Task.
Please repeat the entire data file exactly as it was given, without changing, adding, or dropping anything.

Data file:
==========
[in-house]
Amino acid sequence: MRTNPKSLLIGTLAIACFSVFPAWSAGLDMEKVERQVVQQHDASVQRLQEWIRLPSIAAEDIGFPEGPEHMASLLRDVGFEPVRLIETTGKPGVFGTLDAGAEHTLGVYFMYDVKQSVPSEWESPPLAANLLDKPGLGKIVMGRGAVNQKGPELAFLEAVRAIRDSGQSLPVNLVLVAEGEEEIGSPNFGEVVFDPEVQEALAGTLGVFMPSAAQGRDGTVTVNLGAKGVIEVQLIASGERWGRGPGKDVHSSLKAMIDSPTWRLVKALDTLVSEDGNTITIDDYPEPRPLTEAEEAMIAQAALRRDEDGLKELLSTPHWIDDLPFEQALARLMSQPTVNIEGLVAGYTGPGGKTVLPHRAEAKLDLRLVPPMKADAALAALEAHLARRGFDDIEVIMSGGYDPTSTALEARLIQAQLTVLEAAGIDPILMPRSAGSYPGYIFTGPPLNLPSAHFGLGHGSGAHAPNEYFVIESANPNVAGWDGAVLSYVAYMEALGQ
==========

[in-house]
Amino acid sequence: MRTNPKSLLIGTLAIACFSVFPAWSAGLDMEKVERQVVQQHDASVQRLQEWIRLPSIAAEDIGFPEGPEHMASLLRDVGFEPVRLIETTGKPGVFGTLDAGAEHTLGVYFMYDVKQSVPSEWESPPLAANLLDKPGLGKIVMGRGAVNQKGPELAFLEAVRAIRDSGQSLPVNLVLVAEGEEEIGSPNFGEVVFDPEVQEALAGTLGVFMPSAAQGRDGTVTVNLGAKGVIEVQLIASGERWGRGPGKDVHSSLKAMIDSPTWRLVKALDTLVSEDGNTITIDDYPEPRPLTEAEEAMIAQAALRRDEDGLKELLSTPHWIDDLPFEQALARLMSQPTVNIEGLVAGYTGPGGKTVLPHRAEAKLDLRLVPPMKADAALAALEAHLARRGFDDIEVIMSGGYDPTSTALEARLIQAQLTVLEAAGIDPILMPRSAGSYPGYIFTGPPLNLPSAHFGLGHGSGAHAPNEYFVIESANPNVAGWDGAVLSYVAYMEALGQ